It's interesting that the studio is going to promote your performance as a supporting role for the Oscars. Even though it isn't a conventional cradle-to-grave biopic, you and Jesse Eisenberg are co-leads, so it feels like a bit of category fraud to me. How do you see it?
I feel very comfortable with it. I always viewed it as a supporting part, if that’s helpful to the discussion. Jesse’s in the movie for 20 or so minutes longer than I am. David Foster Wallace is the subject of the movie, so it feels that way, but it really is David Lipsky’s story, I think. I think “Whiplash” is a good example of a similar dynamic.
Another debate that’s crept up is whether David Foster Wallace would have wanted a movie made about him at all. Some people who feel they knew him have essentially called this blasphemous. What do you make of that?
I think you want to make movies that don’t have 100 percent level of agreement. I think something like “Toy Story” should have 100 percent on Rotten Tomatoes, but I think a movie about complicated subjects should spark a discussion from people on both sides.
What do you think of the idea that a literary critic or a film critic can feel he or she has enough ownership over DFW’s legacy to say whether or not this film is worthy?
First of all, and this is after a lot of thought, I have great empathy and respect and love, frankly, for the fact that David Foster Wallace has people who love him in varying capacities. I understand that is a very complicated situation. I personally think the movie is less about the life of David Foster Wallace and more an exploration of the themes that he wrote about, so I felt very comfortable. I read Infinite Jest, and I read it hard and thoroughly before we started, and to me, the movie is an extension of those themes.
This movie cements how much your career has spanned the whole gamut. You’ve done a beloved show that didn’t survive and a show that was very mainstream for a long time. You’ve done movies that generate $100 or $200 million at the box office, and with this, a movie that, on paper, doesn’t appear to have grossed much. It’s “niche,” as people say. Despite the great résumé that gives you, as a producer, is it a bummer there isn’t more of a happy medium in terms of what makes a dent culturally?
I’ve been doing this for 18 years now, amazingly. I’m 35 years old and one of the things I’ve learned is about adjusting the criteria for success. If you do a big-budget studio comedy, part of the expectation is that it’s going to make a lot of money at the box office. When you do a movie like “End of the Tour” for so little -- the budget of the movie is $3 million or something like that -- I think the criteria for success is that people see it and it moves them. In that regard, I think it’s been a mission accomplished. You take “Freaks and Geeks” versus “How I Met Your Mother” -- both of those feel like huge successes to me.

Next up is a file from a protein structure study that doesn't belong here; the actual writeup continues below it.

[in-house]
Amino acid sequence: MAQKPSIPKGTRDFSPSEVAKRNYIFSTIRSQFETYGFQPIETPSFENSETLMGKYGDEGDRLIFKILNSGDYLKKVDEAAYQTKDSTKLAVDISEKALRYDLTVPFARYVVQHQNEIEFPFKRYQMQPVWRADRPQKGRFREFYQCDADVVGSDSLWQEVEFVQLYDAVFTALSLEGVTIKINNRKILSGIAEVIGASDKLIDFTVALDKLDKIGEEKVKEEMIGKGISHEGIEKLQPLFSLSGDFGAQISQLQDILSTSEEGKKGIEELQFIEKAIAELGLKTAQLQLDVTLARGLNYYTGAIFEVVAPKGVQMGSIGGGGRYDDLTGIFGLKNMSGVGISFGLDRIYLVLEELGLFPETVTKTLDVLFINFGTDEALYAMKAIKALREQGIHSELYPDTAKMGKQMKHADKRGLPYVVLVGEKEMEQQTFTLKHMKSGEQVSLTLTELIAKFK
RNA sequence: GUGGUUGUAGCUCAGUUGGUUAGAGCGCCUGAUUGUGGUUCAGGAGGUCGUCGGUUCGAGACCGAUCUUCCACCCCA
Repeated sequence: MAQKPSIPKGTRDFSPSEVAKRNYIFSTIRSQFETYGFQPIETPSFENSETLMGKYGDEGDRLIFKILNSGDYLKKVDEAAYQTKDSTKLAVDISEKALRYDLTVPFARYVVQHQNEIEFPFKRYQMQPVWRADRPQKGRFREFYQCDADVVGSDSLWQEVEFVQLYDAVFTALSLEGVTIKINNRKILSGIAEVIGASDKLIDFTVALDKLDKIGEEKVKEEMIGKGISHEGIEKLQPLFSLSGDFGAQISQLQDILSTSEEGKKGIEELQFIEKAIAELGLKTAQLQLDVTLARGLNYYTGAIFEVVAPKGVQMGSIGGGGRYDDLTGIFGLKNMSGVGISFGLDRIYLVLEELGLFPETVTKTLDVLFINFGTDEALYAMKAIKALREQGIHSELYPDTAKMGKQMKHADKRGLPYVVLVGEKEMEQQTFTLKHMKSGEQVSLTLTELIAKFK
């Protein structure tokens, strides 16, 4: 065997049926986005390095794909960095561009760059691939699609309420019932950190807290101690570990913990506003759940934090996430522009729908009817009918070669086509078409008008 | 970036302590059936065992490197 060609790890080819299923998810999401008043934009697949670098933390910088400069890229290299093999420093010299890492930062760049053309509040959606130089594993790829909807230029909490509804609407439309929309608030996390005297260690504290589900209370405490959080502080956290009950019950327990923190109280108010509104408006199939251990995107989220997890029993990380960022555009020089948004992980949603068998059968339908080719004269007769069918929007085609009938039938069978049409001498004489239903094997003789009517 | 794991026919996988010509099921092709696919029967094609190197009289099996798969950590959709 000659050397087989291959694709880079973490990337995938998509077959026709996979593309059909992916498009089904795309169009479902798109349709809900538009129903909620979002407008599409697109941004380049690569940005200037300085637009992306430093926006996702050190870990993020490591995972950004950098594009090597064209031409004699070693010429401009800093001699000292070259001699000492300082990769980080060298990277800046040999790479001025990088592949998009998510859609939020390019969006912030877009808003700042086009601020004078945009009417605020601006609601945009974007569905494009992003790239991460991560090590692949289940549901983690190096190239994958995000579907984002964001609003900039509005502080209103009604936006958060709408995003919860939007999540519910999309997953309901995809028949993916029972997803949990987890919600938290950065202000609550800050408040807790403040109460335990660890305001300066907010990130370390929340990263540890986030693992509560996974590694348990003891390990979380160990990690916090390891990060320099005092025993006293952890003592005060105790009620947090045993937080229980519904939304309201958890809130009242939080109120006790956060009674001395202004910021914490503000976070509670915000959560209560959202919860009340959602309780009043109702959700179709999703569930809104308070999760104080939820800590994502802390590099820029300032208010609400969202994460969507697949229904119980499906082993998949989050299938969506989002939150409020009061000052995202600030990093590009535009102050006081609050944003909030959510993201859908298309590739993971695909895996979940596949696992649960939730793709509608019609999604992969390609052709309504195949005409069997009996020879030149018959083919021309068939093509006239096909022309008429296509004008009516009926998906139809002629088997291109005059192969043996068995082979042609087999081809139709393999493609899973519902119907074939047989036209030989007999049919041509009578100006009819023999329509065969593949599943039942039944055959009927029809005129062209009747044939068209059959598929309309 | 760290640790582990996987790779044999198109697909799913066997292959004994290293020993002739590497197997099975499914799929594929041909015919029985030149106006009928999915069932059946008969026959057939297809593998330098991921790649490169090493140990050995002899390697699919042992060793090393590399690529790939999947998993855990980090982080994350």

The goal is always to tell good stories, but do you think there is a steep difference in making those two types of projects -- in getting an “End of the Tour” off the ground versus getting a “Forgetting Sarah Marshall” off the ground?
It’s an interesting question. I’m pausing so I can give you a good answer. I look back at “Forgetting Sarah Marshall” and it actually felt pretty similar in that I was scared. I was really scared going into both of them, and I think that’s a really good place to start because it drives you to make sure everything is as good as it can possibly be. I think the landscape of movies is changing. It’s become very polarized. There are the big tentpole movies that you hope make $100 million or more, and then there’s this art-house, independent kind of film, which is where interesting, smaller movies can be made. I think the middle area of movies has moved to television. So I think there is a changing landscape, but there’s room to do interesting stuff in both places.
You mentioned working on different scripts lately, so when you decide to tackle something, do you feel like you have to figure out what piece of the pie it will fit into? In other words, do you have to begin with a sense of whether it's studio movie and how it will be marketed and what audience it serves?
That’s really interesting you ask. I’ve been doing a lot of thinking about that over the past couple of years. When "How I Met Your Mother" ended and I started to think about how I wanted to proceed for this next phase of my career, I think the more strategic I’ve gotten the less creative I feel. So, for me, I am focusing on, “What do I watch at night?” And then when I think of an idea, "Would I want to watch this?" And that’s really all I can focus on.
So what do you watch at night?
Oh man, the last few things that I watched that I loved were “Frank" and I loved “Room.” It’s so good. I loved “Only Lovers Left Alive.” I just saw that and it is gorgeous.
Final Oscar question: If you were to get that supporting nomination, there’s a good chance you could be up against your pal Seth Rogen. So what kind of rivalry are you guys in store for in these upcoming months?
Oh, I would just think that would be the most amazing journey ever. I wouldn’t view that as a rivalry one bit. I would be really proud of the both of us.
A friendly rivalry, of course.
Of course, but I think, for me, I would just feel tremendous pride in the both of us. We met when we were teenagers!
"The End of the Tour" is now available on DVD/Blu-ray and digitally. This interview has been edited and condensed.